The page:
96:     {

  97:         // gets the xml serializer from the concurrent dictionary, if it doesn't exist

  98:         // then add one for the specified type

  99:         return XmlSerializers.GetOrAdd(type, t => new XmlSerializer(t));

 100:     }

 101:

 102:     private static DataContractJsonSerializer GetJsonSerializer(Type type)

 103:     {

 104:         // gets the json serializer from the concurrent dictionary, if it doesn't exist

 105:         // then add one for the specified type

 106:         return JsonSerializers.GetOrAdd(type, t => new DataContractJsonSerializer(t));

 107:     }

 108: }

Extension Methods – Helpful parse methods for string

   1: /// <summary>

   2: /// Parses a string as a short

   3: /// </summary>

   4: public static short ParseShort(this string str, bool throwOnOverflow = true)

   5: {

   6:     return str.ParseAsStruct(Convert.ToInt16, throwOnOverflow);

   7: }

   8:  

   9: /// <summary>

  10: /// Parses a string as an ushort

  11: /// </summary>

  12: public static ushort ParseUshort(this string str, bool throwOnOverflow = true)

  13: {

  14:     return str.ParseAsStruct(Convert.ToUInt16, throwOnOverflow);

  15: }

  16:  

  17: /// <summary>

  18: /// Parses a string as an int

  19: /// </summary>

  20: public static int ParseInt(this string str, bool throwOnOverflow = true)

  21: {

  22:     return str.ParseAsStruct(Convert.ToInt32, throwOnOverflow);

  23: }

  24:  

  25: /// <summary>

  26: /// Parses a string as an uint

  27: /// </summary>

  28: public static uint ParseUint(this string str, bool throwOnOverflow = true)

  29: {

  30:     return str.ParseAsStruct(Convert.ToUInt32, throwOnOverflow);

  31: }

  32:  

  33: /// <summary>

  34: /// Parses a string as a long

  35: /// </summary>

  36: public static long ParseLong(this string str, bool throwOnOverflow = true)

  37: {

  38:     return str.ParseAsStruct(Convert.ToInt64, throwOnOverflow);

  39: }

  40:  

  41: /// <summary>

  42: /// Parses a string as an ulong

  43: /// </summary>

  44: public static ulong ParseUlong(this string str, bool throwOnOverflow = true)

  45: {

  46:     return str.ParseAsStruct(Convert.ToUInt64, throwOnOverflow);

  47: }

  48:  

  49: /// <summary>

  50: /// Parses a string as a float

  51: /// </summary>

  52: public static float ParseFloat(this string str, bool throwOnOverflow = true)

  53: {

  54:     return str.ParseAsStruct(Convert.ToSingle, throwOnOverflow);

  55: }

  56:  

  57: /// <summary>

  58: /// Parses a string as a double

  59: /// </summary>

  60: public static double ParseDouble(this string str, bool throwOnOverflow = true)

  61: {

  62:     return str.ParseAsStruct(Convert.ToDouble, throwOnOverflow);

  63: }

  64:  

  65: /// <summary>

  66: /// Parses a string as a date time value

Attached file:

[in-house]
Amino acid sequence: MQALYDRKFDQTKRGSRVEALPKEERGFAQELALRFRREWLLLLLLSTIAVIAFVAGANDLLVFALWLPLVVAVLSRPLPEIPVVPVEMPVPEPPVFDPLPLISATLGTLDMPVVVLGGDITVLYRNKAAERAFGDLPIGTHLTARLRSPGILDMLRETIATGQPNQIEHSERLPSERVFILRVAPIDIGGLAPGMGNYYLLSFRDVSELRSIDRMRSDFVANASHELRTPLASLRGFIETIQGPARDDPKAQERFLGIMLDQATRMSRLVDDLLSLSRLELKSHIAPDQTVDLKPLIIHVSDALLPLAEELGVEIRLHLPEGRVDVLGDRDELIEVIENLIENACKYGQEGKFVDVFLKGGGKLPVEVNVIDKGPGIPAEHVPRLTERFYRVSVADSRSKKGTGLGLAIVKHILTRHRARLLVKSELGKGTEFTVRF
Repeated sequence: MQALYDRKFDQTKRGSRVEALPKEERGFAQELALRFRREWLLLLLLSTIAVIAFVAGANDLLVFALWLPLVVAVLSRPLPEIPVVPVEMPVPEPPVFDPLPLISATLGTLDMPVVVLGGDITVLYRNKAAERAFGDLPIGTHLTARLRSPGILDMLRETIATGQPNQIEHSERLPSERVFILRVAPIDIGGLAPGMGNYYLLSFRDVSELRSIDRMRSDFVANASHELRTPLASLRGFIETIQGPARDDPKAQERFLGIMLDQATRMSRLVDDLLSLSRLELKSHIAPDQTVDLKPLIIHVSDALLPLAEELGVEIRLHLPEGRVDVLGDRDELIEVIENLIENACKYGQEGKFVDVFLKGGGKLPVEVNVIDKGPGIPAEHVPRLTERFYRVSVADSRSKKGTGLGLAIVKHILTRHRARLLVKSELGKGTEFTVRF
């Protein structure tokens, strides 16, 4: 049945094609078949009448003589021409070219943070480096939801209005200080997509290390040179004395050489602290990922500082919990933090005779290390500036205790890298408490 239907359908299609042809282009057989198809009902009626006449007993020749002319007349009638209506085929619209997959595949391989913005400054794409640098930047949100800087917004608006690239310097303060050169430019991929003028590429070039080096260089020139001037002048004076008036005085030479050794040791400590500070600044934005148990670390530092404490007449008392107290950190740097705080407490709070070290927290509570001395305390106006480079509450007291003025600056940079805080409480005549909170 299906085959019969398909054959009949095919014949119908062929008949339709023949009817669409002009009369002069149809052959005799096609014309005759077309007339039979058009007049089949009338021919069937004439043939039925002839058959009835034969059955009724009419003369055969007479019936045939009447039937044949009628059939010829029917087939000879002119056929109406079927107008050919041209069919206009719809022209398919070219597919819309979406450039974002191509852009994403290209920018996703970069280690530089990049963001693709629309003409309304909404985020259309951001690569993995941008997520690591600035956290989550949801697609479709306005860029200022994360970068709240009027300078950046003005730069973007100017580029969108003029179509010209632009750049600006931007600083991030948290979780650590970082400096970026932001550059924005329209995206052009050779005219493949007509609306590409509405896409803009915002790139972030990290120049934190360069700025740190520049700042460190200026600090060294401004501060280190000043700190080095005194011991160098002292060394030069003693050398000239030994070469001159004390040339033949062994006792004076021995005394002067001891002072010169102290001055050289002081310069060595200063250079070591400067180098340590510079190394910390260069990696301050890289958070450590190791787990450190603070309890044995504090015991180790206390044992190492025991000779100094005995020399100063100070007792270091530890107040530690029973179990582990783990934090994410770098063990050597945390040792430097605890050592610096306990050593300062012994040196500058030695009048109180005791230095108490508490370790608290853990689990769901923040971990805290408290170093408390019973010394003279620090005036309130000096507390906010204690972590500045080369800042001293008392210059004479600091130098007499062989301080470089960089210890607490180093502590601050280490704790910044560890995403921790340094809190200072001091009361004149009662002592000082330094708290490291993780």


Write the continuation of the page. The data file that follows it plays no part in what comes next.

67: /// </summary>

  68: public static DateTime ParseDateTime(this string str)

  69: {

  70:     return str.ParseAsStruct(DateTime.Parse);

  71: }

  72:  

  73: /// <summary>

  74: /// Parses a string as a date time value using the exact format string

  75: /// </summary>

  76: public static DateTime ParseDateTimeExact(this string str, string format)

  77: {            

  78:     return str.ParseAsStruct(s => DateTime.ParseExact(s, format, CultureInfo.InvariantCulture));

  79: }

  80:  

  81: /// <summary>

  82: /// Parses a string as a boolean value

  83: /// </summary>

  84: public static bool ParseBoolean(this string str)

  85: {

  86:     return str.ParseAsStruct(Convert.ToBoolean);

  87: }

  88:  

  89: /// <summary>

  90: /// Parses a string as an enum value

  91: /// </summary>

  92: public static TEnum ParseEnum<TEnum>(this string str, bool ignoreCase = true) where TEnum : struct

  93: {

  94:     TEnum result;

  95:     return Enum.TryParse(str, ignoreCase, out result) ? result : default(TEnum);

  96: }        

  97:  

  98: private static T ParseAsStruct<T>(

  99:     this string str, Func<string, T> convert, bool throwOnOverflow = true) 

 100:     where T : struct

 101: {

 102:     if (throwOnOverflow)

 103:     {

 104:         checked

 105:         {

 106:             return convert(str);

 107:         }

 108:     }

 109:  

 110:     unchecked

 111:     {

 112:         return convert(str);

 113:     }

 114: }

IDictionary<string, object> to ExpandoObject extension method

As you know, the ExpandoObject class implements the IDictionary<string, object> interface, so if you have an ExpandoObject you can easily cast it to an IDictionary<string, object> but there’s no built-in way to easily do the reverse.

Luckily, I came across a very useful extension method today which converts an IDictionary<string, object> into an ExpandoObject, which you can then use dynamically in your code, sweet! :-)